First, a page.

The appointment of Jean-Claude Juncker as President of the European Commission has been surrounded in controversy and conflicting stories in the UK.
What the European Commission is:
The European Commission is the EU’s civil service. It drafts proposals aimed at delivering the policy priorities set by EU member states like Britain, Germany, Spain or Poland. It’s independent and represents the interests of the European Union as a whole. It is small in size (smaller than Birmingham City Council) and it provides the policy expertise necessary to make a reality the political wishes of Prime Ministers and Ministers from around the EU. As well as working with member states it also works with the European Parliament, whose directly elected members (MEPs) are responsible for scrutinising and improving the Commission’s proposals. There are 28 Commissioners, responsible for different policy portfolios in areas where common action at the EU level is deemed to be more effective and efficient than individual member state actions at the national level. The Commission also represents the EU in international negotiations, like trade deals. It acts on the basis of a mandate given to it by national leaders in cases where speaking with one voice is better than speaking with 28 different voices.
What the European Commission is not:
A European Government, which imposes its wishes on member states.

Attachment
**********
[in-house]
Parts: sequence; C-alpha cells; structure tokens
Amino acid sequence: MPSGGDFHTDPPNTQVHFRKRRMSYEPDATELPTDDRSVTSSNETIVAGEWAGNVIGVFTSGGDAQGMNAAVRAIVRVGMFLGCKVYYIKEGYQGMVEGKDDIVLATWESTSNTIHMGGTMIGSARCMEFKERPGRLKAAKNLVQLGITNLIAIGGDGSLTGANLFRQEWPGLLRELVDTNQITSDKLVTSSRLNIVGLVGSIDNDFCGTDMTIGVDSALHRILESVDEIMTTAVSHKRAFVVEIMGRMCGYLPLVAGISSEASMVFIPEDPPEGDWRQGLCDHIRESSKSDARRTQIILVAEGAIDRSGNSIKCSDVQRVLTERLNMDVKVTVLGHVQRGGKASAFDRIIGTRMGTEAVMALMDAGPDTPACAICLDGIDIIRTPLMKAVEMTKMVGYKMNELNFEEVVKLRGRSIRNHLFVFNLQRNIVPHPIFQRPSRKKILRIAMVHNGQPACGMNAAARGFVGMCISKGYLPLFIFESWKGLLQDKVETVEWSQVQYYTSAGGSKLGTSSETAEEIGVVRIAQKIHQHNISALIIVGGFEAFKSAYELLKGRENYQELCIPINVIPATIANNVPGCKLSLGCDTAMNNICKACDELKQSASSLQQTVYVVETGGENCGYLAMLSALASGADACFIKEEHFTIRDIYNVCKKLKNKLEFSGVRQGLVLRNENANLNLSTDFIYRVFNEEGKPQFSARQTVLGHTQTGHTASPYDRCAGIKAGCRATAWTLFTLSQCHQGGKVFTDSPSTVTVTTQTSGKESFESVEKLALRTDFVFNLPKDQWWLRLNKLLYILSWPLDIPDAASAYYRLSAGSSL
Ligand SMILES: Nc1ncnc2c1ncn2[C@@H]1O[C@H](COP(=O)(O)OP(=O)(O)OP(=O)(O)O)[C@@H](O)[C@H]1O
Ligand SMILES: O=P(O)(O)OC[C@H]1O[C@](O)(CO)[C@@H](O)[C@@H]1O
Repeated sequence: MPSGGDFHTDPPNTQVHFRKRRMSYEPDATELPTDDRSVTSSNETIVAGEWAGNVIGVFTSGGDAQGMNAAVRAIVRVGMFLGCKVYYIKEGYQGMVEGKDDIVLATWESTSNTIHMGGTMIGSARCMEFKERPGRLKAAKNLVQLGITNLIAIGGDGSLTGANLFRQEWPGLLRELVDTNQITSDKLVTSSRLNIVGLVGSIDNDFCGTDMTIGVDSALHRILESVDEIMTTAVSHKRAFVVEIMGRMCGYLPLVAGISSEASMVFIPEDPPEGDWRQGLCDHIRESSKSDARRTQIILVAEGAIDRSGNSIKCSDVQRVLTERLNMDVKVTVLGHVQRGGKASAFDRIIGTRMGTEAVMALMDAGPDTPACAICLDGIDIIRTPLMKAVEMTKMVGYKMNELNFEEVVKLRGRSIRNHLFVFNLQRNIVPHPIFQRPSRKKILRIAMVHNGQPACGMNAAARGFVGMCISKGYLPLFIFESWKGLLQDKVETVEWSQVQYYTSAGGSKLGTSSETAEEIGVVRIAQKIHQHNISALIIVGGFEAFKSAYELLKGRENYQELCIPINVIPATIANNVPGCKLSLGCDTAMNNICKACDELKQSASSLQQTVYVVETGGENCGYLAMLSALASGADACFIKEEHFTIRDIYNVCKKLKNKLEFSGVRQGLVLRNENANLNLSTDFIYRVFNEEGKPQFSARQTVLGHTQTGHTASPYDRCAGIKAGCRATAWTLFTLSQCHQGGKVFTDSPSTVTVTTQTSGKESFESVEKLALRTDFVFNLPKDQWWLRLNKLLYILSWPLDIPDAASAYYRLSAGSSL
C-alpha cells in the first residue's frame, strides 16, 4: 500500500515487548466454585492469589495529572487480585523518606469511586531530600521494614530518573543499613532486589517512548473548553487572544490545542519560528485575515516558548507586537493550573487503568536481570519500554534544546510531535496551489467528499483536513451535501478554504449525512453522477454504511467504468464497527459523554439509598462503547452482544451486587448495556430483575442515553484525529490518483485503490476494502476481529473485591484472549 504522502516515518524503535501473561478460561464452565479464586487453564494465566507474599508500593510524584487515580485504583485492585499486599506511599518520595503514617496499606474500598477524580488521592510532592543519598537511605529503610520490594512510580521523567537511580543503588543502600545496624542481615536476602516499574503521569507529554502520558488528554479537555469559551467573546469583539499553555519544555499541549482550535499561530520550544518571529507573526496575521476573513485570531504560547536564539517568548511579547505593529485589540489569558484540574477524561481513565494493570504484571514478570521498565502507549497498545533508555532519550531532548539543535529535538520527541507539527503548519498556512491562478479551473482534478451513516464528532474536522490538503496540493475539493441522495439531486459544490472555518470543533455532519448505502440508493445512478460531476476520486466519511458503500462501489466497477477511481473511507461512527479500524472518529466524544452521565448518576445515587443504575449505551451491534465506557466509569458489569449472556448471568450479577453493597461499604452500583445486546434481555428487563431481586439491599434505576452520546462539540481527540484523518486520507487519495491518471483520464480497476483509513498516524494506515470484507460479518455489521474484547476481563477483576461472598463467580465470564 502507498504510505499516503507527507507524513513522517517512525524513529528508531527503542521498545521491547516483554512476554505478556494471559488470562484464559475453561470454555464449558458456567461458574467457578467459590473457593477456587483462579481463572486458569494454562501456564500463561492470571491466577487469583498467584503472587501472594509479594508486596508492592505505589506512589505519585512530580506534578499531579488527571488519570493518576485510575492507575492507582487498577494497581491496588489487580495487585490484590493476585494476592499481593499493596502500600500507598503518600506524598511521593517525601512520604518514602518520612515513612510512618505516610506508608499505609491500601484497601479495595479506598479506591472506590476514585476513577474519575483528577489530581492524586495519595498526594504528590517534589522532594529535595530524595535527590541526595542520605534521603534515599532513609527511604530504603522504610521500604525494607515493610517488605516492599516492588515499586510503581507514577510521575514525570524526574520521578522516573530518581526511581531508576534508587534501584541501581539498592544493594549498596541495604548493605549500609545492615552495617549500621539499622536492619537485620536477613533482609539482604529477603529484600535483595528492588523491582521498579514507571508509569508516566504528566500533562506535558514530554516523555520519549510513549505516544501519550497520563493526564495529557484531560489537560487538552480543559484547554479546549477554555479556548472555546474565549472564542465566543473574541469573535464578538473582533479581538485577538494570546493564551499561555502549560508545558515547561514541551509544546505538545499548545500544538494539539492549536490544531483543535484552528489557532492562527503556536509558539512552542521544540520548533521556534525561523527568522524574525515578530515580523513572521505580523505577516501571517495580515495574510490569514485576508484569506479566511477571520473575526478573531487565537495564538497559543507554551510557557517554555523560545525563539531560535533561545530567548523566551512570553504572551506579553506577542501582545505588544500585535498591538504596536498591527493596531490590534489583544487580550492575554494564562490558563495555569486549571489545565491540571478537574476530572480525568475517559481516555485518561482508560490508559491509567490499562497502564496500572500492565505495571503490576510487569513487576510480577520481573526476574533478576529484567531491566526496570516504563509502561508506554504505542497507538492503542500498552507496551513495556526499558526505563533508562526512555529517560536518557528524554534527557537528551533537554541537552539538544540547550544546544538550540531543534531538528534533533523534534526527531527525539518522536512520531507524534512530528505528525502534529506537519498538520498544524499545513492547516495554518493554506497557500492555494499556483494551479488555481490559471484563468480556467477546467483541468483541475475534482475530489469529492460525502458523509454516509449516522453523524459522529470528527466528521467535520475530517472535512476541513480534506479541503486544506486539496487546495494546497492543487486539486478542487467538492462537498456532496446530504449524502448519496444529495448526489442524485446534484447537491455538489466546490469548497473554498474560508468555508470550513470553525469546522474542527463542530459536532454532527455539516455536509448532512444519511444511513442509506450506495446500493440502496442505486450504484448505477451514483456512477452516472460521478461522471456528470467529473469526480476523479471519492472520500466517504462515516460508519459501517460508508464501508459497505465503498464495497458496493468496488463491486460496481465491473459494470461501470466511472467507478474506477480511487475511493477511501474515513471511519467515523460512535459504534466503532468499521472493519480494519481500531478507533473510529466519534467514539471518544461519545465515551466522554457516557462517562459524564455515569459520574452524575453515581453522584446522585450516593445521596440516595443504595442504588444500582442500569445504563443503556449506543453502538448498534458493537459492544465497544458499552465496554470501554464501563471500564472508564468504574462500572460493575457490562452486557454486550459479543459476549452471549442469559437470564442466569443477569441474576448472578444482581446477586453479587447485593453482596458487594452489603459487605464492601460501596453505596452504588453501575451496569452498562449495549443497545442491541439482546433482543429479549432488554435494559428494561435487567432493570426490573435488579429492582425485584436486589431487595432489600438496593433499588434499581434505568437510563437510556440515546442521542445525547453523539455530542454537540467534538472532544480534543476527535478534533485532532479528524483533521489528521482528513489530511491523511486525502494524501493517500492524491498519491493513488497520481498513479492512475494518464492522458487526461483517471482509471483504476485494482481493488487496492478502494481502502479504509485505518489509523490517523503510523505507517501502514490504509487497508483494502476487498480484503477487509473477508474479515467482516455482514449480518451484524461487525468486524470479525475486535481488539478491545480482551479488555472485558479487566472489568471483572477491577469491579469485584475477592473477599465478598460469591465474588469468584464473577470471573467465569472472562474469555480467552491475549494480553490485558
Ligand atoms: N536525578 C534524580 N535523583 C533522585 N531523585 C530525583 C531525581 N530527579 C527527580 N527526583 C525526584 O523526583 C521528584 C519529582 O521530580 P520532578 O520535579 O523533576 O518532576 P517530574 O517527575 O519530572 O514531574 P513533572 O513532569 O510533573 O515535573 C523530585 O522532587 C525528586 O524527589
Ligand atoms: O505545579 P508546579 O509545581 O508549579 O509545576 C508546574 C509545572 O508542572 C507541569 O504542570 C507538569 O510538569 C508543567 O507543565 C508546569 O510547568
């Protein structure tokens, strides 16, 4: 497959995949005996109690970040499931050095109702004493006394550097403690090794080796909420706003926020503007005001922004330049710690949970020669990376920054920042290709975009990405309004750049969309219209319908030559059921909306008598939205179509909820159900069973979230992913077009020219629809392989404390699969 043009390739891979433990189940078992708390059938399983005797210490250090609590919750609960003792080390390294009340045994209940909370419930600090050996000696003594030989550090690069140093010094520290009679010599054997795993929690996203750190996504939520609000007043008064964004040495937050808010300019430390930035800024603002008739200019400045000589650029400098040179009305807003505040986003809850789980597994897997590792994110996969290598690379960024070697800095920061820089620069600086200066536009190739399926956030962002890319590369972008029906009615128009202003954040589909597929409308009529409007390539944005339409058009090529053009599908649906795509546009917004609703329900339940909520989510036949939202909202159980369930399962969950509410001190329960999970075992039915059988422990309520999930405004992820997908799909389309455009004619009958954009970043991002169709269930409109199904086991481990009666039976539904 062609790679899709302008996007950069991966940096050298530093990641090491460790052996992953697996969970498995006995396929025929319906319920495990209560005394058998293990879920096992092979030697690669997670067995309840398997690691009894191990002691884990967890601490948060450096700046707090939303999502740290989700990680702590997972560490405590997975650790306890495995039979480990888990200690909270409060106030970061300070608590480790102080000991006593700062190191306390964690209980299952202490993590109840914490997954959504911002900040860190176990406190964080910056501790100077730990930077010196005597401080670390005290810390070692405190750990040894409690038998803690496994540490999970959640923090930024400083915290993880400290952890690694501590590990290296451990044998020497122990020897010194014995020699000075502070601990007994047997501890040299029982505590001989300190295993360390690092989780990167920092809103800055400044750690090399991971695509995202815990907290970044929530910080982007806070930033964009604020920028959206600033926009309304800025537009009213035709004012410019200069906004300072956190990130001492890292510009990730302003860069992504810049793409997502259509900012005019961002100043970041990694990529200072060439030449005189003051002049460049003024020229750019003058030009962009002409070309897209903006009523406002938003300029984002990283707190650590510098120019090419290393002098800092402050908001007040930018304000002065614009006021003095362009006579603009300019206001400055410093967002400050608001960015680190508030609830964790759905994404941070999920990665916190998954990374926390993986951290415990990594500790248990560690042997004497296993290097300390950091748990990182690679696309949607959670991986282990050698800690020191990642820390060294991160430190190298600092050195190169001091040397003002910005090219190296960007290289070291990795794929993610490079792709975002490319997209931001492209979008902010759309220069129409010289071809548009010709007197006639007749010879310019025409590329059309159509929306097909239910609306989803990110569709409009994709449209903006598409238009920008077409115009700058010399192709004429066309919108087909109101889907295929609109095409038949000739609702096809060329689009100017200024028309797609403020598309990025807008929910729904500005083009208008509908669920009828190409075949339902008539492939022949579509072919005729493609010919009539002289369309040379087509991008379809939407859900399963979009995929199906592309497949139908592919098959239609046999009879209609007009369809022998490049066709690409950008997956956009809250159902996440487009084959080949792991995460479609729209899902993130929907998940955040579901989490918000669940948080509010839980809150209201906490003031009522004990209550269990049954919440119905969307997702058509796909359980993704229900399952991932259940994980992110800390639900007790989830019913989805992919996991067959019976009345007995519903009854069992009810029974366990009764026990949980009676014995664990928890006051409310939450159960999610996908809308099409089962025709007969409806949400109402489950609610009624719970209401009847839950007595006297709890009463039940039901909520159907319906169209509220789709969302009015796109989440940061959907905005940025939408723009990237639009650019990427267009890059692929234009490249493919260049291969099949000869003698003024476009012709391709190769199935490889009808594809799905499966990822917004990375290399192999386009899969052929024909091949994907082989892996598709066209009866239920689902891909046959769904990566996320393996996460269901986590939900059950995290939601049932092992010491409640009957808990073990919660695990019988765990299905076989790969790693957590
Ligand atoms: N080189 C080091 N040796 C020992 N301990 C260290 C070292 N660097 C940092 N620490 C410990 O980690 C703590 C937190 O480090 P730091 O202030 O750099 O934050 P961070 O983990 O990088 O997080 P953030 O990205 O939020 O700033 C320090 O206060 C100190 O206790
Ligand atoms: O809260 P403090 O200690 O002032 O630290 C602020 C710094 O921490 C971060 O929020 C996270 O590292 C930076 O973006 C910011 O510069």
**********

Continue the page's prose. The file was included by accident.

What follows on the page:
What the European Commission President does:
The President gives political guidance to the Commission and leads the Commission's work in implementing EU policies. He or she represents the Commission in dealings with heads of member states and the European Parliament. The Commission President is also one of the EU’s voices in certain policy areas when dealing with other countries.
What the Commission President does not do:
The Commission President is not the President of the EU, he or she does not have executive powers nor is he or she the one who solely decides the direction the EU goes.
Who is Mr Juncker?
Jean-Claude Juncker is a former Prime Minister of Luxembourg, one of the most prosperous EU member states. For about 20 years he was a member of the European Council, the group that brings together Prime Ministers and Presidents from all member states. He was also head of the Eurogroup of Finance Ministers and he presided over efforts to reform the way the currency union works after the financial crisis and the sovereign debt crisis that engulfed some eurozone countries. He is experienced in consensus-building and seeking compromise, a necessary skill if he is to find a way to accommodate the interests of the member states and the European Parliament when drafting EU policies.
Mr Juncker is not:
An ultra-federalist, out to get the UK. He does advocate closer European integration but does not believe that all member states need to go at the same speed. He was in fact the only candidate for Commission President who listed as one of his objectives finding a way to accommodate British interests and sensitivities.
Based on a briefing put together by the European Movement.